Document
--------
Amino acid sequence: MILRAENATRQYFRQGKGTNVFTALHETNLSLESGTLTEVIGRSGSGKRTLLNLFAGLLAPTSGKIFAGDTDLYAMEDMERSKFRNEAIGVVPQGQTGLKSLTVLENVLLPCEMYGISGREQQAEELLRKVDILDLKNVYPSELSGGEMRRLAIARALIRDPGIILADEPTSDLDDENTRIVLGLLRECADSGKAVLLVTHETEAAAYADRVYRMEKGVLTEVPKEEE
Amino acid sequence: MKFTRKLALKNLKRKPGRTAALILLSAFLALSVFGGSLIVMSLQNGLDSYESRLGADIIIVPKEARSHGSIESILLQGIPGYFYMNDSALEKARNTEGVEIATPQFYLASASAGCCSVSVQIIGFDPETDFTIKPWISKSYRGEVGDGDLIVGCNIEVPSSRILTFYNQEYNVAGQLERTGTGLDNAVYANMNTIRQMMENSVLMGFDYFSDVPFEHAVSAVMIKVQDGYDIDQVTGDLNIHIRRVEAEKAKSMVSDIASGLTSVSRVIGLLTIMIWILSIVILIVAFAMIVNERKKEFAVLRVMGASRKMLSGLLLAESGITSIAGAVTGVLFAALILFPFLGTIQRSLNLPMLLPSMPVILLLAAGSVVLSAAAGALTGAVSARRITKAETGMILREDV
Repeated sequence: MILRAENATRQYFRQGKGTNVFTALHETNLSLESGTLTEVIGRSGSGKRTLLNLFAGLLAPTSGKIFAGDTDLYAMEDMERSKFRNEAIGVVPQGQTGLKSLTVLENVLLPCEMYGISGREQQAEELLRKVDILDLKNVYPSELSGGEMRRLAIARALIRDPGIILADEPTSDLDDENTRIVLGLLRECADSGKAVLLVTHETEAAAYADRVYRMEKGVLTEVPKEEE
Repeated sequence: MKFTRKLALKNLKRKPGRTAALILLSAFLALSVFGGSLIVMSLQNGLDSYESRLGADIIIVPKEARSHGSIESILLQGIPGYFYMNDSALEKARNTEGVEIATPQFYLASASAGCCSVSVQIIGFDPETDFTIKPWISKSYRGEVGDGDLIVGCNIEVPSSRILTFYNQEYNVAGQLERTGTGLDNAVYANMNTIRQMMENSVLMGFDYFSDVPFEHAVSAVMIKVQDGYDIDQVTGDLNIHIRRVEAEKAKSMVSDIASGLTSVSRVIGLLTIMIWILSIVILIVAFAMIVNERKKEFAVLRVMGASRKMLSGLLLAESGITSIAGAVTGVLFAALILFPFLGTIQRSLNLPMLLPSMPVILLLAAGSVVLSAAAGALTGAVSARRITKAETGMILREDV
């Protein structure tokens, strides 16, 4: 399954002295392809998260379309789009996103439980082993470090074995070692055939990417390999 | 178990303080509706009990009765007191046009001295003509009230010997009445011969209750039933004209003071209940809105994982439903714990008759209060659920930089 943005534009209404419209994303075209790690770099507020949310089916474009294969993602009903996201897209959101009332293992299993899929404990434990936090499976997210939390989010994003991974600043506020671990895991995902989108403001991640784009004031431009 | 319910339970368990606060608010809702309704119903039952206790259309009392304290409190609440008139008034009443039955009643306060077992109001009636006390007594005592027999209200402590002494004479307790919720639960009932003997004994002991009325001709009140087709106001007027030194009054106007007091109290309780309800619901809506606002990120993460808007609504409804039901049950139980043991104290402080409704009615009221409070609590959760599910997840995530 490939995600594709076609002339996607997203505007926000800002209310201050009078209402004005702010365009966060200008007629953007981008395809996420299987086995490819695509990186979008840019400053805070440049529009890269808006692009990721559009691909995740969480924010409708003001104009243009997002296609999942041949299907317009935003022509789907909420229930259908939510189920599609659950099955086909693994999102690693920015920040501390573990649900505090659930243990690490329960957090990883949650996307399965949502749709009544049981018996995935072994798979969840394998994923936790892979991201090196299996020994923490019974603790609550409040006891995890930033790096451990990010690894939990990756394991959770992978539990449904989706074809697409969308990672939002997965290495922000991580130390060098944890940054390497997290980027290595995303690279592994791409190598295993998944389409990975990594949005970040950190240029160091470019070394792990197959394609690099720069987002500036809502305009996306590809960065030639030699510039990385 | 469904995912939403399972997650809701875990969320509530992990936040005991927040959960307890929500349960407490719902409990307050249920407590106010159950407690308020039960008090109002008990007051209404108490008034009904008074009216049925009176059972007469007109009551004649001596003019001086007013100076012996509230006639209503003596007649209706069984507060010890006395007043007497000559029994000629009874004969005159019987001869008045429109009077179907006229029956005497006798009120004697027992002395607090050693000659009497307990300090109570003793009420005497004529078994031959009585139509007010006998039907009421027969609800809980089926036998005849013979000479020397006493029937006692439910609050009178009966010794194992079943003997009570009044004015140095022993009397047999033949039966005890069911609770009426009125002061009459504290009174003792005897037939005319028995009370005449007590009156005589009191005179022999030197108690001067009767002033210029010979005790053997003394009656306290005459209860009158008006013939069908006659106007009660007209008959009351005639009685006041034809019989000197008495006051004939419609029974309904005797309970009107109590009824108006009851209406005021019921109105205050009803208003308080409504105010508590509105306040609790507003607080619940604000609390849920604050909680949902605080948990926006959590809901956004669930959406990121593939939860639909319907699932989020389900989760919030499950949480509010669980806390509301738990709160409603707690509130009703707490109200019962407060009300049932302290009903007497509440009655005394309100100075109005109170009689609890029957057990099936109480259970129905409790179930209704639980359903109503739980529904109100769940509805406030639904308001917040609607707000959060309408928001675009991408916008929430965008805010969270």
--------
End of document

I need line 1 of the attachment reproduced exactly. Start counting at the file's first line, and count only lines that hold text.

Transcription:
Amino acid sequence: MILRAENATRQYFRQGKGTNVFTALHETNLSLESGTLTEVIGRSGSGKRTLLNLFAGLLAPTSGKIFAGDTDLYAMEDMERSKFRNEAIGVVPQGQTGLKSLTVLENVLLPCEMYGISGREQQAEELLRKVDILDLKNVYPSELSGGEMRRLAIARALIRDPGIILADEPTSDLDDENTRIVLGLLRECADSGKAVLLVTHETEAAAYADRVYRMEKGVLTEVPKEEE